2023: Tricky Storms Before Atiku

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 Is 2023 the 11th hour for the 11th Vice President of Nigeria, Alhaji Atiku Abubakar, to become the president of the most populous black nation in the world?

Alhaji Atiku, who has made five unsuccessful attempts at the number one position, is expected to throw his hat in the ring once more in 2023 – probably his last.

Media mogul, High Chief Raymond Dokpesi, the leader of the Technical Committee of Atiku Abubakar Presidential Campaign, is touring the 36 states and the Federal Capital Territory (FCT) to solicit support for Atiku in the Fourth Republic.

Atiku, who ran for the governorship of Adamawa State in 1990, 1997, and later in 1998, was elected before becoming Olusegun Obasanjo’s running mate during the 1999 presidential election, is arguably one of the formidable candidates to succeed President Muhammadu Buhari in 2023.

However, Atiku, who contested against Chief MKO Abiola and Ambassador Baba Gana Kingibe for the presidential ticket of the Social Democratic Party (SDP) in 1993, has some storms to calm if he is to be successful in the 2023 presidential election.

Rotational presidency

It is believed in many circles that power should go to the South in 2023 after President Muhammadu Buhari, a Northerner, must have completed his eight-year reign.

In 2021, the 17 governors from Southern Nigeria under the aegis of the Southern Governors Forum (SGF), insisted that the next president of the country must come from the region. They were backed by socio-cultural groups in the region, including Afenifere, Ohanaeze Ndigbo and Pan-Niger Delta Forum (PANDEF), which maintained that this would ensure fairness and justice. Some governors and opinion leaders from the North have also expressed support for the notion.

How will Atiku convince the people of Southern Nigeria to forgo their “turn” in the rotational presidency idea? How will he get the people of the region to vote for him, though, it is argued that if on the ballot, he is the likely candidate to get the most votes from the North in 2023.

However, Dokpesi believes that the presidential ticket of the PDP should not be influenced by the decision of the ruling All Progressives Congress (APC), stressing that the APC produced a Northern candidate in 2015 when the PDP presented a Southern candidate.

“In the PDP, you are aware of the fact that President Obasanjo had a full eight years as a Southern candidate; he was succeeded by Umaru Yar’adua, a Northern candidate. Yar’adua used two and half years during his tenure and the remaining of his tenure was used by Jonathan who did another four years, making a total of six years for Jonathan. And since then, we have not had a candidate from the North. So, the North is still in deficit if we are to look at it,” he said in a recent interview with Daily Trust.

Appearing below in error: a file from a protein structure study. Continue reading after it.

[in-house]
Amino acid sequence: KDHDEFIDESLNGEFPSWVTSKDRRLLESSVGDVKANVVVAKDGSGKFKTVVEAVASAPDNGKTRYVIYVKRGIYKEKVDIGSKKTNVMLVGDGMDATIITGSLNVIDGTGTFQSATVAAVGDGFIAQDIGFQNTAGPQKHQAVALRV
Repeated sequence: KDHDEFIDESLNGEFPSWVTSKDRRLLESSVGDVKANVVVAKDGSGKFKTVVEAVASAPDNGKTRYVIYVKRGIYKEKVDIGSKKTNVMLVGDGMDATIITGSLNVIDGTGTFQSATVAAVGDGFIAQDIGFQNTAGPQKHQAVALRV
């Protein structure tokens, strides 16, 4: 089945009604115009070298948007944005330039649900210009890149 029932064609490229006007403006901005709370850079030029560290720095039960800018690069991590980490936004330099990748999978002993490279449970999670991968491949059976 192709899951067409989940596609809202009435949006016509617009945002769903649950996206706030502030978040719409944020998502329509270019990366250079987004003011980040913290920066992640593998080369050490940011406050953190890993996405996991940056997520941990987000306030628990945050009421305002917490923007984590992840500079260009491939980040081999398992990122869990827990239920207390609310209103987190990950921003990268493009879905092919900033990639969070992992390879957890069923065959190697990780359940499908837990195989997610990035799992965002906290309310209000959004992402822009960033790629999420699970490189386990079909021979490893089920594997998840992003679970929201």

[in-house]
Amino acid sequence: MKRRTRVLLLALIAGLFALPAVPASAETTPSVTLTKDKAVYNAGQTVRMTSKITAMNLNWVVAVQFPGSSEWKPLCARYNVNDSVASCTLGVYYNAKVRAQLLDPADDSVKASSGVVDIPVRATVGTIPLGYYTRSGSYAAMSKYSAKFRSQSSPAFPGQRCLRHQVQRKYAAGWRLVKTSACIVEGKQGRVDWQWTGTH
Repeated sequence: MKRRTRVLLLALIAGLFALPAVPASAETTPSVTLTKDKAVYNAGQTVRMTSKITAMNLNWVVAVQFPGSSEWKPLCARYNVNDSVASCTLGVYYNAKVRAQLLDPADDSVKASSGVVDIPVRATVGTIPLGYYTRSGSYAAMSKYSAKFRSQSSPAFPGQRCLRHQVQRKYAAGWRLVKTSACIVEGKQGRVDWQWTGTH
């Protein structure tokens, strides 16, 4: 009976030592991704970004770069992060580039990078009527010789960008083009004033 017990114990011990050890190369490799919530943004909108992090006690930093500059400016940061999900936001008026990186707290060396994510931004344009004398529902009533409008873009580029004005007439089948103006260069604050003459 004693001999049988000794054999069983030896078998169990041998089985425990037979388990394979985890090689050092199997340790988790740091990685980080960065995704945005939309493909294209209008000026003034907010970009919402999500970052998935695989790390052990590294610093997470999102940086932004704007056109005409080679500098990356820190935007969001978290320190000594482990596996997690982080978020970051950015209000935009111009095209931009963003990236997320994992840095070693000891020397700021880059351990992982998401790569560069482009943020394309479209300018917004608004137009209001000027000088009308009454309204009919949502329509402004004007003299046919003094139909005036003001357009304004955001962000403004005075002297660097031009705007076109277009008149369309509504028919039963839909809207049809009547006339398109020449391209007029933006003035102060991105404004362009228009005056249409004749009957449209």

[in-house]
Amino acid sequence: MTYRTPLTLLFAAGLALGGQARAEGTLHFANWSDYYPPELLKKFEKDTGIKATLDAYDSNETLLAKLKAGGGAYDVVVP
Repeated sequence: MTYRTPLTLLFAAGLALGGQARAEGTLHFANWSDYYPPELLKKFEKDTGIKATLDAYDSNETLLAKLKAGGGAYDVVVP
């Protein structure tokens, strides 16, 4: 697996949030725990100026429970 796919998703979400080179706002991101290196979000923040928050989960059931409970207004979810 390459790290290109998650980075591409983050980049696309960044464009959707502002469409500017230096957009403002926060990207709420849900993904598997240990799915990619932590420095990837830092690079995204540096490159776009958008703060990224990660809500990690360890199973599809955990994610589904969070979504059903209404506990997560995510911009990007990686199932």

Chief Dpkpesi promised recently that if elected, Atiku would rule for a single term of four years, which would pave the way for the South, especially the South East, to produce the president in 2027.

Will these arguments resonate with the majority of Nigerians at the poll in 2023?

Perennial contestant

A former Deputy Director in the Nigerian Customs Service (NCS), Atiku is seen as a perennial contestant after five unsuccessful attempts.

In 1993, Abubakar contested the SDP presidential primar, losing to MKO Abiola. He defied all the hurdles initiated by then President Obasanjo to run as the presidential candidate of the Action Congress (AC) in 2007.

He came distant third behind Umaru Yar’Adua of the PDP and Buhari of the All Nigeria Peoples Party (ANPP). He returned to the PDP and contested the party’s primary, losing out to the then incumbent President Goodluck Jonathan.

In 2014, he joined the APC ahead of the 2015 presidential election and contested the presidential primary, losing to Buhari. In 2017, he returned to the PDP and was the party’s presidential candidate during the 2019 presidential election, again losing to incumbent President Buhari.

Pundits and critics believe that Atiku should take a break and support others in their political pursuits. One of the spokespersons of the Atiku Abubakar Presidential Campaign Organisation during the 2019 elections, Kassim Afegbua, recently urged the Waziri of Adamawa not to make himself a “perpetual candidate” for the presidency.